You’ve signed up for a stair climb race. Great!  Anyone - from a total beginner to an elite athlete - can be challenged and exhilarated by a stair climb race.  


Compared to many other cardiovascular sports, stair climbing engages more muscle mass, and can therefore result in faster respiration and heart rate. Training for a stair race ideally involves a combination of both cardiovascular and strength work.


The best thing to train on is real stairs. Unfortunately, most of us do not have access to stairs that are the height of an actual race. However, even relatively short staircases can help to prepare you for a race. Paul Crake, the record holder at climbing the empire state building, only had a 10 floor building to train in. If you can get into a 5-6 story parking garage, climbing up the stairs at faster than race pace will be good preparation for a longer climb, and you can run down the ramps for a lower-impact way to descend.


If you have access to a stairmaster / stepmill, this can be a great replacement for real stairs.  It also has the advantage that you can climb uninterrupted for a period of time equal to your expected race or even longer.  Not resting a lot of weight on the handrail is crucial.  Many people rest a large portion of their weight on the rails, and don’t get the workout they seek.  


You should should be aware that 100 floors on the stairmaster won’t really correlate to 100 floors in a real building. Thus if you try for that pace, you will likely have to slow or stop. You can take the step count from the real building, multiply them by 1.2 and this may correlate to the number of steps you need to climb on the stairmaster.  So if you are climbing up a 800 step staircase (the height of the Reunion Tower), 960 steps on the stairmaster may be pretty close to that if you don’t lean on the rails too much.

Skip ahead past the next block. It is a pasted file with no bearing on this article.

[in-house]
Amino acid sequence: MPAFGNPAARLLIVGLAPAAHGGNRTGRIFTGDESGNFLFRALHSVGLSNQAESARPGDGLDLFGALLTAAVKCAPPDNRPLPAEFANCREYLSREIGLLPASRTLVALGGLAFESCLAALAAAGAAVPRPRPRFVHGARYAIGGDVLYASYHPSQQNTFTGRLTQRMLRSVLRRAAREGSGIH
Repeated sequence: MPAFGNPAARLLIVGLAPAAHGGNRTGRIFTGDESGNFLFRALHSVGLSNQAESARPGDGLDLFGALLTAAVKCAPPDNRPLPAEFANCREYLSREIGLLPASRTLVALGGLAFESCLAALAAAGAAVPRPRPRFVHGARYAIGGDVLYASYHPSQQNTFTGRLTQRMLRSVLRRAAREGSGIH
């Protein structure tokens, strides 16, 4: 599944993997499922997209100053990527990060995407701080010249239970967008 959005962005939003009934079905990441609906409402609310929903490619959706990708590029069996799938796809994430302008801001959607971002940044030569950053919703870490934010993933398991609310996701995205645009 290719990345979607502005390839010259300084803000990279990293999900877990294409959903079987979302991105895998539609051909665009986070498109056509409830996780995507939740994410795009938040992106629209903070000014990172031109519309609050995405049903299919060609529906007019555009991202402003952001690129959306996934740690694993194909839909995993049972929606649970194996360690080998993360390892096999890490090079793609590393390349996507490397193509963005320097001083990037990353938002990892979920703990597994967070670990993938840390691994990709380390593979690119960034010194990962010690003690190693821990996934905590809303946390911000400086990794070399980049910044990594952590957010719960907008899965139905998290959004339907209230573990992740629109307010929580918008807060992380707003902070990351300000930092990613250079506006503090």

Cycling is also excellent training for stairs, especially because it mimics the motions and muscle exertion of stair climbing to some degree.  Cycling is also a low impact activity you can do for a long time.  A great workout can be to just hop on a stationary bike and listen to an audio book or watch a movie.  


Running is also a fantastic cardio workout, and many top stairclimbers get much of their cardiovascular and strength work from running.  If you have access to hills,this can be a fantastic way to train for a stair race. Steep and long is great, but even a short or shallow hill can be a great workout if you run it hard for repetitions.


Strength helps in stair races, and some leg work such as deadlifts, squats, or even simply unweighted lunges can help to build the lower body chain that will help to lift you up the stairs.  Since a stair climb race involves many repetitions (lifting your own bodyweight hundreds or thousands of times!), your strength training should be high repetitions and low weight.  Weight training and fitness classes, or even an active yoga class can build the lower body muscles needed. Many other activities could be effective stair training, such as rowing, swimming, or sports that involve a lot of running


For a beginner, four workouts a week would be good.  


One workout should be a short interval type workout.  So on a bike for example:

  • 1 minute high intensity, significantly raising your heartrate

  • 1 minute low intensity, allowing your heartrate to recover

  • Repeat the above two steps 10x


One workout could be more of a tempo type workout. For example:

  • 20-30 minutes at a steady intensity with the last 5-10 being harder to maintain

  • Could be biking, running, climbing, etc


Lastly, you should also aim for a long easier type workout. For example:

  • An hour or two at a slow enough pace to maintain a conversation.  

  • Biking or running are great options